Continue reading "Weekend Reading: From W. Arthur Lewis (1977): The Evolution of the International Economic Order" »

Programming in the 21st Century...


Live from Northern California: "Code monkeys"--an insult to simians of all species: That's what I'm saying...

I am still marveling at the fact that last spring it took Berkeley’s bCourses system six hours to read a table of 10,000 numbers off of the and put it into its own database. And, of course, any network timeout anywhere in those six hours would cause the process to barf completely, saving none of its intermediate state.

All this for programs running on chips that work so fast that light travels less than a foot in each clock cycle...

Liveblogging History: July 28, 1932: The Bonus Army



Eric Lemieux: This Day in Labor History: July 28, 1932:

On July 28, 1932, the U.S. Army 12th Infantry regiment commanded by Douglas MacArthur and the 3rd Calvary Regiment, supported by six battle tanks commanded by Major George Patton violently evicted the Bonus Army from their Washington, D.C. encampment. This violent action and horrible treatment of impoverished veterans shocked the American public and demonstrated the utter indifference of Herbert Hoover to the desperate poverty the nation faced, helping to seal his overwhelming defeat that fall that ushered in the widespread change of the New Deal that would follow.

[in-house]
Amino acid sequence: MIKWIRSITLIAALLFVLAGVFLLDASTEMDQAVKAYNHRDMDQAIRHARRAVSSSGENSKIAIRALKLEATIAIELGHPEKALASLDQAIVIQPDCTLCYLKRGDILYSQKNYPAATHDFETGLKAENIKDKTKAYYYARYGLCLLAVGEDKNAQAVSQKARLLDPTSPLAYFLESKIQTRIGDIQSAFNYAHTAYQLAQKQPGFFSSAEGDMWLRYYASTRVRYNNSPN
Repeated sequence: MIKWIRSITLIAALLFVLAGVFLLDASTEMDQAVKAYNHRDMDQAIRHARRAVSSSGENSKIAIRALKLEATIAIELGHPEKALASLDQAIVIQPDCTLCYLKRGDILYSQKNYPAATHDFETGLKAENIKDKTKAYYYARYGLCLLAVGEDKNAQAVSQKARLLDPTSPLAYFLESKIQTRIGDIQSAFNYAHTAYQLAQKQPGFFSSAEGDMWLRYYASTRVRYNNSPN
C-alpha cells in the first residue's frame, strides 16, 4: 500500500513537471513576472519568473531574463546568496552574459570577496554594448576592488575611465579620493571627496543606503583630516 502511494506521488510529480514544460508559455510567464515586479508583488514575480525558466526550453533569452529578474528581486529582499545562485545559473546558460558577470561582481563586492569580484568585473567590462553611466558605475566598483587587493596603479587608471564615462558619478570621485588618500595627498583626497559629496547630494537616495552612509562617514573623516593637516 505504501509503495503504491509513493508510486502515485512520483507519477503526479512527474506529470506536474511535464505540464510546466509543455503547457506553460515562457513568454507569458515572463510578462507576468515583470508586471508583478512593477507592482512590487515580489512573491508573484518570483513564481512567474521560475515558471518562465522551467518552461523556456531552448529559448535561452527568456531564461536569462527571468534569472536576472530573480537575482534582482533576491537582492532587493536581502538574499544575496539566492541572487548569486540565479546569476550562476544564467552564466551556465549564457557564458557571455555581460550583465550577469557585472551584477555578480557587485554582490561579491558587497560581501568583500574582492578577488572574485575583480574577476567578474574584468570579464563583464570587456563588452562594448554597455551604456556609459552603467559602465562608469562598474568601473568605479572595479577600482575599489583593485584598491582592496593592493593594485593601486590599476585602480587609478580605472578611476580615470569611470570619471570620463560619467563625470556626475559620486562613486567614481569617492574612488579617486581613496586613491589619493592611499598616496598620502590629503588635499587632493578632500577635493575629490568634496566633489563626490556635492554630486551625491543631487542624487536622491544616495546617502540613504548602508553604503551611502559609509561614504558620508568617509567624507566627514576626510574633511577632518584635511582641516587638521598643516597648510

Continue reading "Liveblogging History: July 28, 1932: The Bonus Army" »

Procrastinating on July 28, 2016


Over at Equitable Growth: Must-Reads:

Continue reading "Procrastinating on July 28, 2016" »

Must-Read: Leah Schnelbach: Thinking Through Violence in The Just City and The Philosopher Kings:

In a different book, the narrative would become either ‘Maia’s recovery’ or ‘Ikaros’ redemption’, and Walton would track their lives and relationships with this night as a fulcrum point. Instead, it’s one night in their lives...

Continue reading "" »

Is the Semi-Permanent "Gunpowder Empire" Historical Scenario Plausible? Perhaps Not...

Islam Constantinople jpg 428×283 pixels

Riffing off of yesterday's: : "'Gunpowder Empire': Should We Generalize Mark Elvin's High-Level Equilibrium Trap?"...